La Jornada – From other cities

Gizem Baburhan remembers with emotion his first stay in a micro-house set in the middle of vineyards in western Turkey: “This minimalist life offered us incomparable tranquility.”

Mobile and cheap, micro-houses, or tiny houses in English, they arouse growing enthusiasm, especially in the tourism industry seeking to offer individual accommodation eager to avoid hotels in the midst of a pandemic.

“I hope that we can become owners of a micro-house and travel with it around the world,” emphasizes Baburhan. In a country where the inhabitants favor spacious and modern homes, the houses, which seem prefabricated on trailers, had nothing to seduce.

However, manufacturers have seen orders increase from last year and are having trouble coping with such demand. “In 2020 our orders were multiplied by 20 compared to the previous year,” says Galip Olmez, owner of Yako Groups, which was launched on the market in 2017.

Pelin Dustegor, an architect who works for Casa Lokomotif, explains that most of the clients are from the tourism sector and want to propose a standard offer camping.

”In 2019 we received a little less than 250 orders. In 2020, it was 4,500 per month, ”says Dustegor. “There is an extraordinary enthusiasm.” Turkey is known worldwide for its fine sandy beaches and its gigantic hotels with all-inclusive packages that can receive thousands of tourists.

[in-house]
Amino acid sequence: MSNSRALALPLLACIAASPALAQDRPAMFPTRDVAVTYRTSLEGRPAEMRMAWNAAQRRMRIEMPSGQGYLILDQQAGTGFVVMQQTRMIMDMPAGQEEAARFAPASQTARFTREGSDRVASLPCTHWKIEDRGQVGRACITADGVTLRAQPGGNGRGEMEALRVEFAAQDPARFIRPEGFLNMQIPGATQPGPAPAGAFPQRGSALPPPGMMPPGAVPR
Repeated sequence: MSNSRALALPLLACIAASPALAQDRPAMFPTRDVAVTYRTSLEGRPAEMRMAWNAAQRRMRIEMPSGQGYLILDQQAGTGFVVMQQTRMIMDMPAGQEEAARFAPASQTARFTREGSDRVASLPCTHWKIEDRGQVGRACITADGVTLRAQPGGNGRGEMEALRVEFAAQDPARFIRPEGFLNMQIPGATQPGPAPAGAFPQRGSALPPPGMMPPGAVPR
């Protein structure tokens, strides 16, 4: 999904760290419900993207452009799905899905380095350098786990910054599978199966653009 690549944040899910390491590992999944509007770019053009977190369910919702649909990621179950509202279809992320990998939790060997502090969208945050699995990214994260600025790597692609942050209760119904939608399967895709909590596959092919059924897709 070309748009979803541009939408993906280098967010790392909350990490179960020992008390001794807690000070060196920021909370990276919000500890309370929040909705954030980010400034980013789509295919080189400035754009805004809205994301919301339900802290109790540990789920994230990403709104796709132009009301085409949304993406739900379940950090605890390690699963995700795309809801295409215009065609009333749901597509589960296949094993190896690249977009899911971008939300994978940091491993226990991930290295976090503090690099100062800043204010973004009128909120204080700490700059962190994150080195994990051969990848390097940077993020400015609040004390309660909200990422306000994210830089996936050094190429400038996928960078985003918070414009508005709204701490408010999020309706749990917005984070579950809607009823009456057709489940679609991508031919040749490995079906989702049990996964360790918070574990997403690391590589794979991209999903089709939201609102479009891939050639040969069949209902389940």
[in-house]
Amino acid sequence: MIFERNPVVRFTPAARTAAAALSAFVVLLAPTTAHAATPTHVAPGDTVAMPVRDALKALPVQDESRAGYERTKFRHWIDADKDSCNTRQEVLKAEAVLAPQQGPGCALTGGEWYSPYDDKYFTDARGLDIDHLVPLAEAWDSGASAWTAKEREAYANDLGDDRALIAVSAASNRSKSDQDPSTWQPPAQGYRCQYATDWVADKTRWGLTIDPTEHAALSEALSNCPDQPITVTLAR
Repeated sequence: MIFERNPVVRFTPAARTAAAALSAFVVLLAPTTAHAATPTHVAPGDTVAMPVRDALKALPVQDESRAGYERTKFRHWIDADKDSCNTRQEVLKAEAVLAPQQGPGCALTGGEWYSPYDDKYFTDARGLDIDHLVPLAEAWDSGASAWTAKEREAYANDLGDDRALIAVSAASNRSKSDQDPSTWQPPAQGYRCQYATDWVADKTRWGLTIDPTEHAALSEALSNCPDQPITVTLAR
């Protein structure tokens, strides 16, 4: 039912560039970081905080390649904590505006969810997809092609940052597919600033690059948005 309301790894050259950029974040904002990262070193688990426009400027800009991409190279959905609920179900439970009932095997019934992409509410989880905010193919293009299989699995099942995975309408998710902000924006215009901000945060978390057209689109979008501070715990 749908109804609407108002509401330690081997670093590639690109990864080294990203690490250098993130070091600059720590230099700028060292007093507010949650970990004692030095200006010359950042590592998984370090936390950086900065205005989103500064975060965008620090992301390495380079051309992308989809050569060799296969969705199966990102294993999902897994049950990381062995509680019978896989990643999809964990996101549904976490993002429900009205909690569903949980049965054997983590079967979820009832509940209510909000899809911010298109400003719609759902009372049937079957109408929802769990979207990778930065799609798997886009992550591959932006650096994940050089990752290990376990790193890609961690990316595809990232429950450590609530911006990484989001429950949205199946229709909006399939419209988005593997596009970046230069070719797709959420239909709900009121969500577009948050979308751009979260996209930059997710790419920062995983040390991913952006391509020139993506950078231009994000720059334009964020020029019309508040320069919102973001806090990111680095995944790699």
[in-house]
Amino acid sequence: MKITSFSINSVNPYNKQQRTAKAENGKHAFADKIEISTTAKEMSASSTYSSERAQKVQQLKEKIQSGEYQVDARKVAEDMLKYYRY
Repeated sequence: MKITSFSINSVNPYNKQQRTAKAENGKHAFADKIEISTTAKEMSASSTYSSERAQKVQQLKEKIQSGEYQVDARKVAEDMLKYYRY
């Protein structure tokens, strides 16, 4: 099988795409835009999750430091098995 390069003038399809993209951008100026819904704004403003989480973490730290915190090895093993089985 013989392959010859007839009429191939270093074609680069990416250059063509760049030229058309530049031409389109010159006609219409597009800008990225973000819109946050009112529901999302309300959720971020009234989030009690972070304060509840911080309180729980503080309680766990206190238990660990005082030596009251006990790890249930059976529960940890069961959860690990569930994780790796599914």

But the health crisis has forced tourism companies to review their plans and many are now betting that tourists will prefer to avoid crowded places in the coming years. For this reason, micro-houses are imposed as a resource that allows proposing individual and safe accommodation.

These houses, installed on wheels, also have the advantage of being able to be parked on land without the need for a building permit, since in Turkey they are considered vehicles.

Micro-houses are also increasingly popular in the 30-40 age group who want to invest and rent during the summer.

Caglar Coskun is part of that group. He bought a micro-house that he rents to tourists after having installed it in a vineyard on the Aegean coast. “People will no longer want to stay in 500-person hotels, but in small groups in nature. Nobody will want to stand in line in front of an all-you-can-eat buffet ”.


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